“We’re creating a new initiative called the White House Leadership Development Program for Future Senior Career Executives…we want people to get new experiences that re-energize them, reinvigorate them. We want the next generation of leaders to have the experience of solving problems and building relationships across the government. Because one thing that we have to acknowledge is that our government often statutorily was organized for the needs of the 1930s or ‘40s or ‘60s, and too often, we get stove-piped at a time when we need people with different skill sets and different agencies to be working together.”
President Obama, December 2014
As part of the President’s Management Agenda, the Administration is focused on developing and unlocking the full potential of the federal workforce to drive greater effectiveness and efficiency within government and better harness taxpayer resources to spur economic growth for the American people. To further this commitment, in December 2014 President Obama announced the White House Leadership Development (WHLD) Program to provide opportunities for aspiring senior career civil servants to develop their skills and better serve the American public.
We are proud to announce that following a rigorous selection process, 16 talented GS-15 employees have been chosen for the inaugural cohort that begins later this month.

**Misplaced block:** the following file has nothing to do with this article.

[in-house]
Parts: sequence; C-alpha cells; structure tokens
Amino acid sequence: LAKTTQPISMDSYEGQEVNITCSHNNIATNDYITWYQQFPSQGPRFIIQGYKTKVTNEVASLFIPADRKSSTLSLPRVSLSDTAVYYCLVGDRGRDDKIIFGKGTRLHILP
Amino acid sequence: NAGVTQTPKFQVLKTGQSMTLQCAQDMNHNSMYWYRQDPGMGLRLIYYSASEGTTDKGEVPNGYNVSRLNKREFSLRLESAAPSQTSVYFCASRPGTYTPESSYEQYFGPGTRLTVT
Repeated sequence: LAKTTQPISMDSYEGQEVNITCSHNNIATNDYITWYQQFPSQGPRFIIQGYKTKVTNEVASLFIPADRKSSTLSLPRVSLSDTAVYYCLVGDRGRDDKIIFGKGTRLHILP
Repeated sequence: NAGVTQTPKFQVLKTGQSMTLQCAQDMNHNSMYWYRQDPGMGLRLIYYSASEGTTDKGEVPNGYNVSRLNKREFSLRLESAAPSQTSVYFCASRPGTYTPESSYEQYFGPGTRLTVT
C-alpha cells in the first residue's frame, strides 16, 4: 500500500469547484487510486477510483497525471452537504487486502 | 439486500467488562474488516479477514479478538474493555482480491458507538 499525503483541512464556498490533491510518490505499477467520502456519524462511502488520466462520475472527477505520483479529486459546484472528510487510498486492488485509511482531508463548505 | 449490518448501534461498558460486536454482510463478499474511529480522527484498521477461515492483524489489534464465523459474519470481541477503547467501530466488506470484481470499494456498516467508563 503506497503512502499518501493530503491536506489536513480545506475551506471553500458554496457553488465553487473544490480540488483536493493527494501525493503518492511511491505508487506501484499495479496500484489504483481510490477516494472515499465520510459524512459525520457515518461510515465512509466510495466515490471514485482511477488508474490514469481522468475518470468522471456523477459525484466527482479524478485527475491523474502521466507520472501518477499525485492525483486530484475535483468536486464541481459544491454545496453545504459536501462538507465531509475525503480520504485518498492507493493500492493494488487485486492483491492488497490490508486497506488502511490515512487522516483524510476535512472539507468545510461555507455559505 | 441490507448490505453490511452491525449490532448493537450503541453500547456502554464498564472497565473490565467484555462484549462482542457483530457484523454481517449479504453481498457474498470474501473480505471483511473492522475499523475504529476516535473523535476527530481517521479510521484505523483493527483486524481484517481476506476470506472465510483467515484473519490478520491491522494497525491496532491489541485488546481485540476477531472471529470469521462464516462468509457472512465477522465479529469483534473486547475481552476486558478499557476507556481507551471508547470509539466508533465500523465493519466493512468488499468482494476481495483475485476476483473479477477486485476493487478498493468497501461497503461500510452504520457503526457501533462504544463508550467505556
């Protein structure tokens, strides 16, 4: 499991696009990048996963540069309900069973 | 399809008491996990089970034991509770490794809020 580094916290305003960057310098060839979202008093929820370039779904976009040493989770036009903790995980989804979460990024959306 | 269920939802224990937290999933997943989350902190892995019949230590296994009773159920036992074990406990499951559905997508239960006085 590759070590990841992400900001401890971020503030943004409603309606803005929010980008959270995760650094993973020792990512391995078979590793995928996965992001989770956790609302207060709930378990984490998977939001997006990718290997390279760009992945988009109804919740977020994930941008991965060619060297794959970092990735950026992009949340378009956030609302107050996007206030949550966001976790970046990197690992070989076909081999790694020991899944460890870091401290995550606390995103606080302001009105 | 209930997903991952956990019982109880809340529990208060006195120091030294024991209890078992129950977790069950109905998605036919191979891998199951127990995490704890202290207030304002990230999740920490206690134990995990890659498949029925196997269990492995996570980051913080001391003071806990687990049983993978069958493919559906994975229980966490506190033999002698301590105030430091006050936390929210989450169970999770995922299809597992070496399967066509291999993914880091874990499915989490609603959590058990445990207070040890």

The WHLD Fellows hail from a variety of agencies, functional areas and backgrounds. These public servants come from all walks of life and from every corner of America to carry on the proud tradition of dedicating their careers to serving others. They are indicative of the talent that thrives across government. Their interest and enthusiasm for building a whole-of-government perspective and for driving results on mission-critical priorities is inspiring. It also speaks to the need for a program such as this to provide opportunities for federal employees to build the experiences, skillsets and networks that are critical to enterprise leaders
The WHLD Fellows will serve a one year rotation on high-visibility, cross-agency projects, such as the Cross-Agency Priority Goals. Additionally, WHLD Fellows will engage in an innovative development program that is targeted at the competencies, stakeholders, and exposure to collaborative practices required of enterprise leaders.
The program objectives are two-fold:
For more information on the Fellows and the WHLD Program, click here.
We are excited about the opportunity that the WHLD Program brings and its potential to train future leaders on how to address challenges that cut across agency boundaries.
We believe the White House Leadership Development Program is one way to prepare the 21st century workforce. As the President said, a high-performing government relies on an engaged, well-prepared and well-trained workforce. So do the American people.
President Barack Obama delivers remarks during an event for the Senior
Executive Service at the Washington Hilton in Washington, D.C., Dec. 9,
2014. (Official White House Photo by Chuck Kennedy)